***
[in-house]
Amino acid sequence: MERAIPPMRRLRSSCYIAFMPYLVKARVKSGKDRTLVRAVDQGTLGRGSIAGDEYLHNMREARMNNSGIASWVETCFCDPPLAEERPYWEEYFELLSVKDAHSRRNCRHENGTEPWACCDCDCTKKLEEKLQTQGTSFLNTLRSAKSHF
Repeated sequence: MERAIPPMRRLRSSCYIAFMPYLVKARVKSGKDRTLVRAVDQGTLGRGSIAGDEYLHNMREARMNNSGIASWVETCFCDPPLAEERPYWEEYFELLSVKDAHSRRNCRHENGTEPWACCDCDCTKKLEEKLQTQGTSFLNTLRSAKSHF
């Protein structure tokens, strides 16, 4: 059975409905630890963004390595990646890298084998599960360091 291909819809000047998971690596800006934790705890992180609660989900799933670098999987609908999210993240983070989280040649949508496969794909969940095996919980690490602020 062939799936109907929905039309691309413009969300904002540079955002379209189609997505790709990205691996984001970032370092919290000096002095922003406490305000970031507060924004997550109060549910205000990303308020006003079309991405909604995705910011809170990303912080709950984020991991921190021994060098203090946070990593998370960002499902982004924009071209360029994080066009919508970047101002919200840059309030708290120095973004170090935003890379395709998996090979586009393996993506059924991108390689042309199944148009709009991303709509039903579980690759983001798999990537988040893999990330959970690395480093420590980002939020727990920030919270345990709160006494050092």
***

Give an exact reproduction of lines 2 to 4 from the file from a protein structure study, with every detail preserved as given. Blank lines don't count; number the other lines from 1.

Amino acid sequence: MERAIPPMRRLRSSCYIAFMPYLVKARVKSGKDRTLVRAVDQGTLGRGSIAGDEYLHNMREARMNNSGIASWVETCFCDPPLAEERPYWEEYFELLSVKDAHSRRNCRHENGTEPWACCDCDCTKKLEEKLQTQGTSFLNTLRSAKSHF
Repeated sequence: MERAIPPMRRLRSSCYIAFMPYLVKARVKSGKDRTLVRAVDQGTLGRGSIAGDEYLHNMREARMNNSGIASWVETCFCDPPLAEERPYWEEYFELLSVKDAHSRRNCRHENGTEPWACCDCDCTKKLEEKLQTQGTSFLNTLRSAKSHF
């Protein structure tokens, strides 16, 4: 059975409905630890963004390595990646890298084998599960360091 291909819809000047998971690596800006934790705890992180609660989900799933670098999987609908999210993240983070989280040649949508496969794909969940095996919980690490602020 062939799936109907929905039309691309413009969300904002540079955002379209189609997505790709990205691996984001970032370092919290000096002095922003406490305000970031507060924004997550109060549910205000990303308020006003079309991405909604995705910011809170990303912080709950984020991991921190021994060098203090946070990593998370960002499902982004924009071209360029994080066009919508970047101002919200840059309030708290120095973004170090935003890379395709998996090979586009393996993506059924991108390689042309199944148009709009991303709509039903579980690759983001798999990537988040893999990330959970690395480093420590980002939020727990920030919270345990709160006494050092």